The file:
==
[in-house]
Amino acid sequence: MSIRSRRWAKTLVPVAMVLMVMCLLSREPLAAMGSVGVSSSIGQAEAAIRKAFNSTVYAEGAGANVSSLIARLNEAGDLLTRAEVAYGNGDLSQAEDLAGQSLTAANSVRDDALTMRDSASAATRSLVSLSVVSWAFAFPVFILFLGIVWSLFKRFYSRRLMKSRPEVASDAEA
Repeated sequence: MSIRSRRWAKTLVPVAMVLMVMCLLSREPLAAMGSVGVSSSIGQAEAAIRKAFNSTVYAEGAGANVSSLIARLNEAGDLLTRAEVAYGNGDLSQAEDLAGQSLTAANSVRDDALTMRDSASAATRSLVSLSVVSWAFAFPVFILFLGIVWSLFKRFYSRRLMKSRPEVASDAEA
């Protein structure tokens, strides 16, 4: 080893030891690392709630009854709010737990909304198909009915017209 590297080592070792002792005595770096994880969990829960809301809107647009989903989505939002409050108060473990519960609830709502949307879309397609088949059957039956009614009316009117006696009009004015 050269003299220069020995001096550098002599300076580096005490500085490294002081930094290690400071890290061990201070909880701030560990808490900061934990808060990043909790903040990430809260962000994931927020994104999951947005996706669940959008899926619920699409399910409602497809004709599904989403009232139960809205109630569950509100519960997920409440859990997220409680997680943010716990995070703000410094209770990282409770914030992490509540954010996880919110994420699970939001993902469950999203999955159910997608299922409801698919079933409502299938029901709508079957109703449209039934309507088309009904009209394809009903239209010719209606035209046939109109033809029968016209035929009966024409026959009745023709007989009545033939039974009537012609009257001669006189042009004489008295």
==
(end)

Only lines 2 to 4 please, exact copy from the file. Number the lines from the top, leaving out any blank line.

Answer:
Amino acid sequence: MSIRSRRWAKTLVPVAMVLMVMCLLSREPLAAMGSVGVSSSIGQAEAAIRKAFNSTVYAEGAGANVSSLIARLNEAGDLLTRAEVAYGNGDLSQAEDLAGQSLTAANSVRDDALTMRDSASAATRSLVSLSVVSWAFAFPVFILFLGIVWSLFKRFYSRRLMKSRPEVASDAEA
Repeated sequence: MSIRSRRWAKTLVPVAMVLMVMCLLSREPLAAMGSVGVSSSIGQAEAAIRKAFNSTVYAEGAGANVSSLIARLNEAGDLLTRAEVAYGNGDLSQAEDLAGQSLTAANSVRDDALTMRDSASAATRSLVSLSVVSWAFAFPVFILFLGIVWSLFKRFYSRRLMKSRPEVASDAEA
């Protein structure tokens, strides 16, 4: 080893030891690392709630009854709010737990909304198909009915017209 590297080592070792002792005595770096994880969990829960809301809107647009989903989505939002409050108060473990519960609830709502949307879309397609088949059957039956009614009316009117006696009009004015 050269003299220069020995001096550098002599300076580096005490500085490294002081930094290690400071890290061990201070909880701030560990808490900061934990808060990043909790903040990430809260962000994931927020994104999951947005996706669940959008899926619920699409399910409602497809004709599904989403009232139960809205109630569950509100519960997920409440859990997220409680997680943010716990995070703000410094209770990282409770914030992490509540954010996880919110994420699970939001993902469950999203999955159910997608299922409801698919079933409502299938029901709508079957109703449209039934309507088309009904009209394809009903239209010719209606035209046939109109033809029968016209035929009966024409026959009745023709007989009545033939039974009537012609009257001669006189042009004489008295």